Managing patients using EHR does have some drawbacks:
• It can be more time-consuming for the physician. About half of the physicians surveyed at UPMC felt that using EHR added a couple of hours to the workday. This is true, in part, because EHR forms require more extensive input than traditional paper records. However, 30 percent said there was no change, and about 10 percent thought it was actually more efficient and took less time than paper charts.
My experience has been that it does add time to the workday. Probably the biggest reason for this is that the electronic record requires you to provide much more information than you would provide in a traditional paper chart. Also, in a paper chart you can abbreviate things or use your own shorthand; that’s a lot faster than providing every piece of information the EHR system is asking for.
However, it’s worth noting that the extra work time people notice when using EHR may be offset—at least a little—by the fact that when you’re done, you’re done. At the end of the day, when you close the charts, that’s it; you’ve completed all of your required tasks. Among other things, the letters to referring physicians are done; they go out the same day or the next day. (Academic medical centers have typically been notorious for the lag between a patient being seen and communication with the referring physician. On the other hand, not every referring physician is thrilled to receive a five-page letter that’s filled with information the physician wasn’t looking for.)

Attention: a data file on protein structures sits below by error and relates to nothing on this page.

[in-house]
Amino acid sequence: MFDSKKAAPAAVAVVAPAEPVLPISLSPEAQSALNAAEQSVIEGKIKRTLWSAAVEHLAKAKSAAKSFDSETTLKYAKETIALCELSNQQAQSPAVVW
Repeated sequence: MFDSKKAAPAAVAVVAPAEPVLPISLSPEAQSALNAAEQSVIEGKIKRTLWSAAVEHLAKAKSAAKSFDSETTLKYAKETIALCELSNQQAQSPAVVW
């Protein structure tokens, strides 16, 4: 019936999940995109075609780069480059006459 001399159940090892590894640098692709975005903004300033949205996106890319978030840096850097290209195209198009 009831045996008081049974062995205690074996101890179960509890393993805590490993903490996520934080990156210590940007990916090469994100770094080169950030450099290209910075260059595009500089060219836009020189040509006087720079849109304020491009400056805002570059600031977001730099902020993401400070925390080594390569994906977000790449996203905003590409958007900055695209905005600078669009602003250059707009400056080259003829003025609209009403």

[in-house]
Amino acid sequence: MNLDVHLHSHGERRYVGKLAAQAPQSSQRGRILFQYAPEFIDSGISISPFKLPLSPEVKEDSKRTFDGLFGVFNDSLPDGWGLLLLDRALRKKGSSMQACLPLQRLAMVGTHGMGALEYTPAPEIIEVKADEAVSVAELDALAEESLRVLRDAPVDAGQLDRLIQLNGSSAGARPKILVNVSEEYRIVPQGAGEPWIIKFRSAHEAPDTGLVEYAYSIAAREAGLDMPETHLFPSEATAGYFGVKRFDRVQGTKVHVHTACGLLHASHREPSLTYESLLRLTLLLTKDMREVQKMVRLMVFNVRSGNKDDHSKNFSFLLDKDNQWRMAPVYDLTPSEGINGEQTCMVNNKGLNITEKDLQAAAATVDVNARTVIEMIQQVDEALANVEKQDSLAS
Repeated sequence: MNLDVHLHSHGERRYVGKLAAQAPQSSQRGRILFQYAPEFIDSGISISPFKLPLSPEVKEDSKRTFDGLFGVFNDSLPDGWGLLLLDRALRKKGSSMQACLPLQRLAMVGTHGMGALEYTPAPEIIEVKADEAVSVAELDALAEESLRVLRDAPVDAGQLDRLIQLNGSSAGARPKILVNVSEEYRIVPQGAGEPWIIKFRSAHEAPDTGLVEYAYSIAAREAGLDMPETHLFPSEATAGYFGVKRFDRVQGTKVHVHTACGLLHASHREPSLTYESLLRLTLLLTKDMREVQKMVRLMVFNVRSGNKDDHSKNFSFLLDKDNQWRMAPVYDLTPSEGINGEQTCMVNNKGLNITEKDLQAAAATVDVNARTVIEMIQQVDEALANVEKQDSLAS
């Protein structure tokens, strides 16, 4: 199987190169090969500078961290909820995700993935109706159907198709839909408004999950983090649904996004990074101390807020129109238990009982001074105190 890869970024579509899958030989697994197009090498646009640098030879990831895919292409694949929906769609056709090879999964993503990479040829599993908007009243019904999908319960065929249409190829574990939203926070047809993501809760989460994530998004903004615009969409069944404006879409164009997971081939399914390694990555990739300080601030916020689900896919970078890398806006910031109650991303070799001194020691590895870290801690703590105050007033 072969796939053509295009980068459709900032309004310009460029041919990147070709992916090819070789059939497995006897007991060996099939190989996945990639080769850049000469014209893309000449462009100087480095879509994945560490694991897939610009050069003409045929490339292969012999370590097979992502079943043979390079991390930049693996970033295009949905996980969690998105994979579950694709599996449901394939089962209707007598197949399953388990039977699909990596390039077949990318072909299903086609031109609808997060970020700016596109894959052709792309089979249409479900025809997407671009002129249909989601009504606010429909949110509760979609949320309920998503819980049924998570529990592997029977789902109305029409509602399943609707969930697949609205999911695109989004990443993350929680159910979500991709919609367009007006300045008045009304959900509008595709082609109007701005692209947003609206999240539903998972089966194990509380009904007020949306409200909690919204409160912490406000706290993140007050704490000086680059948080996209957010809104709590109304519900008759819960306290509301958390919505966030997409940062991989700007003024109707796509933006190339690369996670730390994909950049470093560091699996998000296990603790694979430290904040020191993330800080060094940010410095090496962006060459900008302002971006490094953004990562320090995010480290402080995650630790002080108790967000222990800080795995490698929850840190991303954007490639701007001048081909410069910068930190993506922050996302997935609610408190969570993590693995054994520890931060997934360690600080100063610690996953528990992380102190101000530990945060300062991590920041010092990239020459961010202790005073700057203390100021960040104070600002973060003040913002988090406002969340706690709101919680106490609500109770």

• It’s harder to manage images. For ophthalmologists, one of the big-gest problems with EHR is storing and retrieving images, such as scans, photographs and visual fields. Because many systems don’t provide an easy way to do this, many doctors are using one system for text and another system for images. Sometimes the image system integrates with the text system; sometimes it doesn’t.